South Delhi has finally got its first Metro link on Friday. With the new Delhi Metro line from Central Secretariat to Qutub Minar opening for commuters from 3pm, colonies like Green Park, Hauz Khas, Malviya Nagar, South Extension and Saket now have a place on the city’s Metro map, making commuting faster and more convenient for residents. The new section will also make Line 2 the longest in the city as it traverses from the north-western tip of the city — at Jehangirpuri — through its southern tip to enter Gurgaon.

The other sections of Line 2 — Jehangirpuri to Central Secretariat and Qutub Minar to Huda City Centre — were already operational. ”The Central Secretariat to Qutub section will be inaugurated by Union urban development minister Jaipal Reddy and Delhi CM Sheila Dikshit at 1pm and commuters will be able to take the trains from 3pm on Friday,” said a Delhi Metro Rail Corporation (DMRC) spokesperson.

The stand-alone Gurgaon line, which was barely being used by commuters till now, will also be linked to the heart of the city with the opening of this section. Commuters boarding the Metro from Huda City Centre will be able to reach Rajeev Chowk for a fare of just Rs 25, or get to Karol Bagh or New Delhi railway station in Rs 22-25. A trip to Kashmere Gate will cost Rs 28 while travelling the length of the city to get to Noida City Centre will cost just Rs 29.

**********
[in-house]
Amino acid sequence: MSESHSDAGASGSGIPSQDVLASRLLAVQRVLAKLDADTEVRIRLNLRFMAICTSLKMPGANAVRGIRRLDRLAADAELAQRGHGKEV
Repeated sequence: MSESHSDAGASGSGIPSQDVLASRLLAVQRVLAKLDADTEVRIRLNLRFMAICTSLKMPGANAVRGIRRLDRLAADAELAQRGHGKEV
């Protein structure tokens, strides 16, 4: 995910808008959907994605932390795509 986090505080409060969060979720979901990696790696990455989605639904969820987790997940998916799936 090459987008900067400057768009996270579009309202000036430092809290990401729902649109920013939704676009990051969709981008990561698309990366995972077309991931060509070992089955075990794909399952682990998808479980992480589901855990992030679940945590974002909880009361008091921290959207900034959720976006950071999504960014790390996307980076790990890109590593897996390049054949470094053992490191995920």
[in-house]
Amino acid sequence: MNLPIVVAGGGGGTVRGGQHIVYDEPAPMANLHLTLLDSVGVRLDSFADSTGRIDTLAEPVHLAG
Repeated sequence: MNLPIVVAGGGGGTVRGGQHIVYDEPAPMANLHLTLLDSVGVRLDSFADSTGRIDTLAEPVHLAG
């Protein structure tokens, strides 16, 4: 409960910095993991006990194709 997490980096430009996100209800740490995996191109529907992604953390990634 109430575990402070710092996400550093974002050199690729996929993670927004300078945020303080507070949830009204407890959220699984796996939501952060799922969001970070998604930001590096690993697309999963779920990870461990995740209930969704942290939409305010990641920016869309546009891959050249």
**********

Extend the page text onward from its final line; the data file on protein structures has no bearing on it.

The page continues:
The 45-km line 2 from Jehangirpuri to Huda City Centre comprises 34 stations, of which 20 are underground. The line is expected to ferry over 6 lakh passengers daily for which DMRC plans to run 36-40 trains during peak and off-peak hours to cater to the passenger load.

The underground Central Secretariat-Qutub section has 11 stations — located at Udyog Bhawan, Race Course, Jor Bagh, INA, AIIMS, Green Park, Hauz Khas, Malviya Nagar, Saket and Qutub Minar. DMRC plans to run 40 trains on the line at a frequency of three minutes. In all, there will be 34 Metro stations on the line of which 20 are underground and 14 elevated. A total 3.6 lakh commuters are expected to use the section by 2011.

Read more: S Delhi’s wait for Metro ends – Delhi – City – The Times of India

A new gene, New Delhi metallo-ß-lactamase (NDM-1), has emerged, allowing bacteria to become resistant to virtually every known antibiotic, according to an article published in the medical journal The Lancet.

Experts fear that NDM-1 could jump to other strains of bacteria that are already resistant to many antibiotics, ultimately producing infections that could spread from person to person and be almost impossible to treat.